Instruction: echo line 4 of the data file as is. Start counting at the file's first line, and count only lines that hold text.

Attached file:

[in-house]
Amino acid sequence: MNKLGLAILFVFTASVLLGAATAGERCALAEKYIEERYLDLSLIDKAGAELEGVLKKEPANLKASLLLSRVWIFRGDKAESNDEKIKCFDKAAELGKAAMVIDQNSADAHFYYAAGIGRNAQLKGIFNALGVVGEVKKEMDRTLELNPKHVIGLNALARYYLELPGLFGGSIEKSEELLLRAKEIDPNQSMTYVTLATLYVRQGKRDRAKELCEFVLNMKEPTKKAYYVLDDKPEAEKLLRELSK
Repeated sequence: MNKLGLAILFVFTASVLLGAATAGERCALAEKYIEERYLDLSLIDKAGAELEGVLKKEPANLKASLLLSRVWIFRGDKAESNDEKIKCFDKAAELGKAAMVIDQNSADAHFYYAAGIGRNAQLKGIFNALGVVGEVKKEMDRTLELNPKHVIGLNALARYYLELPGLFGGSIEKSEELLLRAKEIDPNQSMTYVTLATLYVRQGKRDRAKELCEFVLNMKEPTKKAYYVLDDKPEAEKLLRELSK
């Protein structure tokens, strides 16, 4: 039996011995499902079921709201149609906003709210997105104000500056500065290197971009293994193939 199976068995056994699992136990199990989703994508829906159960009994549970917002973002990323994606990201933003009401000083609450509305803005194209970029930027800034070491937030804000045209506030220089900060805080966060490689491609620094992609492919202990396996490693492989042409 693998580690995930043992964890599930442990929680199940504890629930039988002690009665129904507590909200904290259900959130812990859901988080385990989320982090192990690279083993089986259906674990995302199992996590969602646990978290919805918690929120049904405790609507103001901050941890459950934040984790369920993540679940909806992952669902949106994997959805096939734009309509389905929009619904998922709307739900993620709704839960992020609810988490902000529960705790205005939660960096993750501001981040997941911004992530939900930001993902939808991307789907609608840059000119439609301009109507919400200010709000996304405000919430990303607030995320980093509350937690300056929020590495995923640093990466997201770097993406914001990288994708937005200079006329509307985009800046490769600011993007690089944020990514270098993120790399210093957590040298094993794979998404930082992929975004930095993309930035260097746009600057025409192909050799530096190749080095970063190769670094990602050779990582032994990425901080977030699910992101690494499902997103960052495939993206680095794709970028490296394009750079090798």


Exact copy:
């Protein structure tokens, strides 16, 4: 039996011995499902079921709201149609906003709210997105104000500056500065290197971009293994193939 199976068995056994699992136990199990989703994508829906159960009994549970917002973002990323994606990201933003009401000083609450509305803005194209970029930027800034070491937030804000045209506030220089900060805080966060490689491609620094992609492919202990396996490693492989042409 693998580690995930043992964890599930442990929680199940504890629930039988002690009665129904507590909200904290259900959130812990859901988080385990989320982090192990690279083993089986259906674990995302199992996590969602646990978290919805918690929120049904405790609507103001901050941890459950934040984790369920993540679940909806992952669902949106994997959805096939734009309509389905929009619904998922709307739900993620709704839960992020609810988490902000529960705790205005939660960096993750501001981040997941911004992530939900930001993902939808991307789907609608840059000119439609301009109507919400200010709000996304405000919430990303607030995320980093509350937690300056929020590495995923640093990466997201770097993406914001990288994708937005200079006329509307985009800046490769600011993007690089944020990514270098993120790399210093957590040298094993794979998404930082992929975004930095993309930035260097746009600057025409192909050799530096190749080095970063190769670094990602050779990582032994990425901080977030699910992101690494499902997103960052495939993206680095794709970028490296394009750079090798």